I remember sitting in a cattle shed, thankfully cleared of the cattle, unless you count the hundreds of sweaty youth, listening to a talk from a bearded, greying, 50-year-old. The title: ‘God’s plan for your life.’ I was 15. I was a Christian. I’d recently read Chasing the Dragon and The Cross and the Switchblade (books full of amazing, miraculous testimonies). I knew God’s plan for my life. God’s plan meant excitement, risk, facing down knife-wielding lunatics in alleyways, welcoming drug addicts into my home, letting them raid the fridge and sleep on the couch. And as I sat in that cattle shed, knees crunched up under my chin, my understanding of God’s plan was confirmed. This guy told all 500 of us that God had an amazing plan for our lives: we were going to change the world, bring the ‘lost’ home, see miracles Jesus’s disciples could only dream of – really, it was going to be that BIG. The session closed with a play-through of Delirious’s song History Maker – the adrenaline was tangible; the faith, razor-sharp.

Fast track 20 years. I’m living in the home counties. Married. One son. Working. Paying the bills. Going to church. And I can’t help wondering, am I missing something? Wasn’t I supposed to be changing the world? I feel restless. Where’s the excitement? Where’s that ‘life beyond anything I could imagine’? 

I thought changing the world meant, at the very least, leaving the shores of our comfortable land and heading for somewhere… well, less comfortable. Surely adventure, purpose, and a badge of honour in the shape of a bad haircut and a biography beckoned from afar. Changing the world meant offering a home to the Aids orphans in Uganda; reaching out to tribes along the Amazon; being a peacemaker in a war torn land. Does this mental rhetoric sound familiar to anyone else or is it just me?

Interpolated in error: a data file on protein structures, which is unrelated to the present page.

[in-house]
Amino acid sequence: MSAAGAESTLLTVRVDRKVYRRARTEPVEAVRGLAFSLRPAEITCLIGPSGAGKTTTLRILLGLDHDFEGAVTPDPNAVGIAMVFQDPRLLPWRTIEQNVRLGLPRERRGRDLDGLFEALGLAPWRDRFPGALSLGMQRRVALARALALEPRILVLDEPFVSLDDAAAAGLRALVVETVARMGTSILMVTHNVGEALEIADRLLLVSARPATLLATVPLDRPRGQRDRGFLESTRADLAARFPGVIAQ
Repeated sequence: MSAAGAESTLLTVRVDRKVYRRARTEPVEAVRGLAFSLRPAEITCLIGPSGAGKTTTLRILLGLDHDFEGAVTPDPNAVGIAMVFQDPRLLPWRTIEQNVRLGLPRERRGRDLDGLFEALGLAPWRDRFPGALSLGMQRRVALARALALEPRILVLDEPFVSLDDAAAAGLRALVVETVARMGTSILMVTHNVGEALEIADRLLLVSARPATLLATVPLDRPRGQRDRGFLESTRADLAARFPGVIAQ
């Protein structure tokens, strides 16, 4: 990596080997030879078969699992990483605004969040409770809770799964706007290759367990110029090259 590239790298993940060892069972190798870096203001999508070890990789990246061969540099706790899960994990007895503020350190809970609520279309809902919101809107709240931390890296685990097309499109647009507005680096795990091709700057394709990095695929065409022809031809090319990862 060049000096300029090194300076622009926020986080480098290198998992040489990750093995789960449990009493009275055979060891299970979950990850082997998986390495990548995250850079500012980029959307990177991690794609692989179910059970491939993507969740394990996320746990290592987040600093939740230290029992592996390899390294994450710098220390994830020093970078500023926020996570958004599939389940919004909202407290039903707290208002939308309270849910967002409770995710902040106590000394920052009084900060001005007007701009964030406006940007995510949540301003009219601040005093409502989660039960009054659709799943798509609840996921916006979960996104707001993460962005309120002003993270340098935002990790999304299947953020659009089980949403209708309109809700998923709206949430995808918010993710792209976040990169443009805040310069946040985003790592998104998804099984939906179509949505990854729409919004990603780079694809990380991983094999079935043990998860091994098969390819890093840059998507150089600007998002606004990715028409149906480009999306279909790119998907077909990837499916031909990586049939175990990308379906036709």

Of those 500 teenagers sat in that cattle shed, how many went on to do those things, that we, as Christians, consider BIG, daring, brave? I’m guessing not that many. In their enthusiasm are Christian leaders in danger of over-selling the future to young people? I guess it wouldn’t take long for 16-year-olds, even 22-year-olds, to look aghast (and switch off) if we told them what their lives would probably be like by the time they’re 35 –  a job you hopefully won’t hate, but might not love, married (in all probability), a couple of kids,  a nice home, good church. Yes, you’ll probably still love God, but your life may not be a white-water ride of exhilaration. Of course, you may buck the trend. And God can absolutely call you to do something BIG. Something everyone else hears about and admires.

But as someone I know and respect said recently: “I don’t think God calls many people to do big things, most people are called to do small things.”

And what are those ‘small’ things? Heroic acts of forgiveness. A mother’s enduring patience with her autistic son. A grandmother’s persistent prayers for her wayward grandchild. A man, or woman, putting their family first and choosing not to pursue a tantalising career path. Writing a letter to a local supermarket asking them to stock more fair-trade goods. Writing to an MP to raise the issue of human rights abuses in the Middle East. You may never read about these people’s lives in a magazine, a book, see them in a Youtube video, or listen to them giving a talk in your church. But does this mean their lives, their acts, are any less significant, any less faith-filled, or daring than those heroes of the faith that we hear about so often? Lives that we feel we should somehow emulate, because, surely, that’s what’s meant by ‘changing the world’.

Maybe there is something more I should be doing, somewhere else I should be living. But while I wrestle with what that might be, I need to remind myself again and again that the real heroes of the faith, the activists, the world-changers, may not be the ones I see or admire the most. Maybe they’re the ones sitting quietly at the back of church, the ones who understand that small, simple, hidden things can bring life and light and change to a world in need.

Written by Fiona Spence // Follow Fiona on  Twitter

Fiona spends half her week working as a communications manager for an international development organisation and the other half singing ‘the wheels on the bus’ and ‘twinkle twinkle’ with her almost-toddling toddler. When she gets the opportunity she loves to travel, take the odd photograph, watch weepy films and eat good food with her husband and friends.

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